As you can see in the below MWE, at the bottom of the molecule, a bond can be seen coming out of a hydrogen (H) atom where it should be coming out of the nitrogen atom (N). I was looking for a command along the lines of \chemleft (similar to \chemabove or \chembelow) to put the H on the left of the N while still having the bond come out of the N with no success. How do I do that?







enter image description here

  • @Eridan, it is in section II.5 of the manual (v. 1.2d for me)
    – DRi
    Aug 31, 2016 at 15:37
  • @DRi Ah, I completely missed that when I went through the manual the first time. Thank you.
    – Arcturus
    Aug 31, 2016 at 18:41
  • @ Eridan, Thank clemens, I had forgotten these options too but found them back in the manual when he mentioned them and gave the simple and smart solution.
    – DRi
    Sep 1, 2016 at 5:40

1 Answer 1


The crucial part of the molecule is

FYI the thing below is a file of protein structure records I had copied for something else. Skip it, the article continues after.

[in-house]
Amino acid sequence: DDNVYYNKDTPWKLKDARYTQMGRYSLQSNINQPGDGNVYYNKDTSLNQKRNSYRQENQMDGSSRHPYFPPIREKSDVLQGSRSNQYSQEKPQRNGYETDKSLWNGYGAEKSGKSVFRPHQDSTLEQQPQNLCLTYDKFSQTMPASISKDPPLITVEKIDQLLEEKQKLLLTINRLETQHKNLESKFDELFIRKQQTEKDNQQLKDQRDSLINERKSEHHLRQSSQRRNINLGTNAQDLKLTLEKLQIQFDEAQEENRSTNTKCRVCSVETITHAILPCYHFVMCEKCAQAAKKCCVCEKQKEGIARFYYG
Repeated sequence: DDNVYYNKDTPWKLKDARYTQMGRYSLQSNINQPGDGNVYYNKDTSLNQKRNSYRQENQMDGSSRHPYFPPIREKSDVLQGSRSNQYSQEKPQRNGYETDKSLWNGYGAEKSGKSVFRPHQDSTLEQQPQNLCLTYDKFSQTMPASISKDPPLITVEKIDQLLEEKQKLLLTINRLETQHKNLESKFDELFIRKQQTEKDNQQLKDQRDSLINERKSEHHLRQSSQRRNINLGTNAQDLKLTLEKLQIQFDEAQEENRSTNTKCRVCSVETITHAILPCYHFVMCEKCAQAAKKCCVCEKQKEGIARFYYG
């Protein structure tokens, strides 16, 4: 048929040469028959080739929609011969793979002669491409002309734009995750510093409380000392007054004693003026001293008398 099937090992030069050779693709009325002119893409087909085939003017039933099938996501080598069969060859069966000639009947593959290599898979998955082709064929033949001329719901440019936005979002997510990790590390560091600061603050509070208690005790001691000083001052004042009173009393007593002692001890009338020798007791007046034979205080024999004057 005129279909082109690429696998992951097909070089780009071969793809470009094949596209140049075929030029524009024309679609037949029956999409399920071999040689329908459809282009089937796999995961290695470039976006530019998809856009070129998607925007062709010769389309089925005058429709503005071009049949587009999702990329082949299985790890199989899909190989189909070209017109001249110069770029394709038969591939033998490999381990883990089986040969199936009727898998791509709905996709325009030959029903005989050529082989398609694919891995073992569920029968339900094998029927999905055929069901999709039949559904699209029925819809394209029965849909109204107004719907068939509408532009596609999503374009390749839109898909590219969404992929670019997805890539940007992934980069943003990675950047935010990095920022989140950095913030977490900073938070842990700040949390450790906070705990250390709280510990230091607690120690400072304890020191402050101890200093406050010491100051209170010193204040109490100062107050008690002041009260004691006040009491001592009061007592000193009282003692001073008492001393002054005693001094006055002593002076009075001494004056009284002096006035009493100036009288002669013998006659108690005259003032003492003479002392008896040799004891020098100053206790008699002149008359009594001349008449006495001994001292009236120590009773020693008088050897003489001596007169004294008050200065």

where the first bond ends at the N and the second starts at the H. Exactly for cases like this there are the parameters three and four of the bonds:

<bond>[<angle>,<length factor>,<departure>,arrival>,<tikz>]

They are described in section 5 Departure and arrival atoms of part II in the chemfig manual (v1.2d). <departure> and <arrival> are integer numbers referring to the corresponding atoms of the group of atoms where the bond starts (<departure>) or where the bond ends (<arrival>). In this case 1 would refer to the H and 2 would refer to the N:


\chemfig{-[:-150,,,2]HN-[:-90,,2]}% just to be *really* safe


enter image description here

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